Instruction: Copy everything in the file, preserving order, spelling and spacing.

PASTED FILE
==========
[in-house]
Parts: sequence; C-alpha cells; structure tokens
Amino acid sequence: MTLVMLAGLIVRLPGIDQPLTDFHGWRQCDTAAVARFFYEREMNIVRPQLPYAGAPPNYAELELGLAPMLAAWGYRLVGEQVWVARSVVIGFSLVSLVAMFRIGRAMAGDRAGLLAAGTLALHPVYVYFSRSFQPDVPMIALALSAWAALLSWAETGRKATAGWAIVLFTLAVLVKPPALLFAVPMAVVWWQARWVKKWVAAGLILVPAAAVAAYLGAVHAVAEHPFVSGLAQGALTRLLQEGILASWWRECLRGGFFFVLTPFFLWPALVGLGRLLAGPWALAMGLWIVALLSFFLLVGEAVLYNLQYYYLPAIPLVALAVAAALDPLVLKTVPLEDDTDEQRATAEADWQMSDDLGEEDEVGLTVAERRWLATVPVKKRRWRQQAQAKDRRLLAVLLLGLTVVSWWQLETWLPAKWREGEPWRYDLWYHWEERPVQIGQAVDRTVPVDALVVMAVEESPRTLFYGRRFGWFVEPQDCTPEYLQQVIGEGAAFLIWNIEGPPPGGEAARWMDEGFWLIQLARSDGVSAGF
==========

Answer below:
[in-house]
Parts: sequence; C-alpha cells; structure tokens
Amino acid sequence: MTLVMLAGLIVRLPGIDQPLTDFHGWRQCDTAAVARFFYEREMNIVRPQLPYAGAPPNYAELELGLAPMLAAWGYRLVGEQVWVARSVVIGFSLVSLVAMFRIGRAMAGDRAGLLAAGTLALHPVYVYFSRSFQPDVPMIALALSAWAALLSWAETGRKATAGWAIVLFTLAVLVKPPALLFAVPMAVVWWQARWVKKWVAAGLILVPAAAVAAYLGAVHAVAEHPFVSGLAQGALTRLLQEGILASWWRECLRGGFFFVLTPFFLWPALVGLGRLLAGPWALAMGLWIVALLSFFLLVGEAVLYNLQYYYLPAIPLVALAVAAALDPLVLKTVPLEDDTDEQRATAEADWQMSDDLGEEDEVGLTVAERRWLATVPVKKRRWRQQAQAKDRRLLAVLLLGLTVVSWWQLETWLPAKWREGEPWRYDLWYHWEERPVQIGQAVDRTVPVDALVVMAVEESPRTLFYGRRFGWFVEPQDCTPEYLQQVIGEGAAFLIWNIEGPPPGGEAARWMDEGFWLIQLARSDGVSAGF